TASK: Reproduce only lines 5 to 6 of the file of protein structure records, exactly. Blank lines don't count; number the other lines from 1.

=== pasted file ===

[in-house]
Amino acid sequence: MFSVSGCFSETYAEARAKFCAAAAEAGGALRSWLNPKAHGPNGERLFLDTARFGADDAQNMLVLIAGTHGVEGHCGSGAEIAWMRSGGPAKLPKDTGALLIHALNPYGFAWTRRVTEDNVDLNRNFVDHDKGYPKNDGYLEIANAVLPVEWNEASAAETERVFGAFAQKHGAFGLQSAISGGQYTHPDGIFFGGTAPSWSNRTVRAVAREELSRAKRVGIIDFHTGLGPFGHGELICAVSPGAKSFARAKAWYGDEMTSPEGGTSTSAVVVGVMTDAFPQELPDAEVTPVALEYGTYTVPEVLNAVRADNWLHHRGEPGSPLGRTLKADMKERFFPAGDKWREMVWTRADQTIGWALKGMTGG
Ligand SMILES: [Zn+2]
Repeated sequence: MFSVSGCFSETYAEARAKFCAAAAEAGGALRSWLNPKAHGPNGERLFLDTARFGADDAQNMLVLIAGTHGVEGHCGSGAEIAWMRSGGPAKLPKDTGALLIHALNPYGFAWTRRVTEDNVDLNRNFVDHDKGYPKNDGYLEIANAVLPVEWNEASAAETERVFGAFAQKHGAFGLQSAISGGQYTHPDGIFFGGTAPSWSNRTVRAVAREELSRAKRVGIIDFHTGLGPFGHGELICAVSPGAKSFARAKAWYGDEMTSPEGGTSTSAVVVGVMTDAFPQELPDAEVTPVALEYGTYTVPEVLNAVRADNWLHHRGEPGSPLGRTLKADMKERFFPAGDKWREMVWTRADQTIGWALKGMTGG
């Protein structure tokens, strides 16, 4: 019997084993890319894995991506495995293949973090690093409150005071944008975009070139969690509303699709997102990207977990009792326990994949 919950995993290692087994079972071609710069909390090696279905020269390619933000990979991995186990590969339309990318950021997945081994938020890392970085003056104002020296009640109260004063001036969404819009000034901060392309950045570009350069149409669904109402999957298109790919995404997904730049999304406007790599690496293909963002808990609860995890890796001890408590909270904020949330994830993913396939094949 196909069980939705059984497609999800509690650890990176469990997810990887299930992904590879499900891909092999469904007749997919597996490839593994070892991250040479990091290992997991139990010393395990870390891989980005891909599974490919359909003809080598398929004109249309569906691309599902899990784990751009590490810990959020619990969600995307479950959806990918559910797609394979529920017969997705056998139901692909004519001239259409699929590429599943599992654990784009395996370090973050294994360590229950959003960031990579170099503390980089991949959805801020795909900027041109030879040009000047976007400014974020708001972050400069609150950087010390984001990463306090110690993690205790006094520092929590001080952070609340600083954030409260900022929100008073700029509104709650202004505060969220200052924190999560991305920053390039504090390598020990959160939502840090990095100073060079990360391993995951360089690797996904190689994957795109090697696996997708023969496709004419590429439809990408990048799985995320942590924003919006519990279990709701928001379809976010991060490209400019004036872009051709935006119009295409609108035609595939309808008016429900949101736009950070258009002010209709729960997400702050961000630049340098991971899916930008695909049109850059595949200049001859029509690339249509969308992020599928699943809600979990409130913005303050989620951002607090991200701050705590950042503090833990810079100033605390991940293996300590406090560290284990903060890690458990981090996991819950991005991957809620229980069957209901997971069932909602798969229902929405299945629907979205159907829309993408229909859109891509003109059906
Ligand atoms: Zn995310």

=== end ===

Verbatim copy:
């Protein structure tokens, strides 16, 4: 019997084993890319894995991506495995293949973090690093409150005071944008975009070139969690509303699709997102990207977990009792326990994949 919950995993290692087994079972071609710069909390090696279905020269390619933000990979991995186990590969339309990318950021997945081994938020890392970085003056104002020296009640109260004063001036969404819009000034901060392309950045570009350069149409669904109402999957298109790919995404997904730049999304406007790599690496293909963002808990609860995890890796001890408590909270904020949330994830993913396939094949 196909069980939705059984497609999800509690650890990176469990997810990887299930992904590879499900891909092999469904007749997919597996490839593994070892991250040479990091290992997991139990010393395990870390891989980005891909599974490919359909003809080598398929004109249309569906691309599902899990784990751009590490810990959020619990969600995307479950959806990918559910797609394979529920017969997705056998139901692909004519001239259409699929590429599943599992654990784009395996370090973050294994360590229950959003960031990579170099503390980089991949959805801020795909900027041109030879040009000047976007400014974020708001972050400069609150950087010390984001990463306090110690993690205790006094520092929590001080952070609340600083954030409260900022929100008073700029509104709650202004505060969220200052924190999560991305920053390039504090390598020990959160939502840090990095100073060079990360391993995951360089690797996904190689994957795109090697696996997708023969496709004419590429439809990408990048799985995320942590924003919006519990279990709701928001379809976010991060490209400019004036872009051709935006119009295409609108035609595939309808008016429900949101736009950070258009002010209709729960997400702050961000630049340098991971899916930008695909049109850059595949200049001859029509690339249509969308992020599928699943809600979990409130913005303050989620951002607090991200701050705590950042503090833990810079100033605390991940293996300590406090560290284990903060890690458990981090996991819950991005991957809620229980069957209901997971069932909602798969229902929405299945629907979205159907829309993408229909859109891509003109059906
Ligand atoms: Zn995310």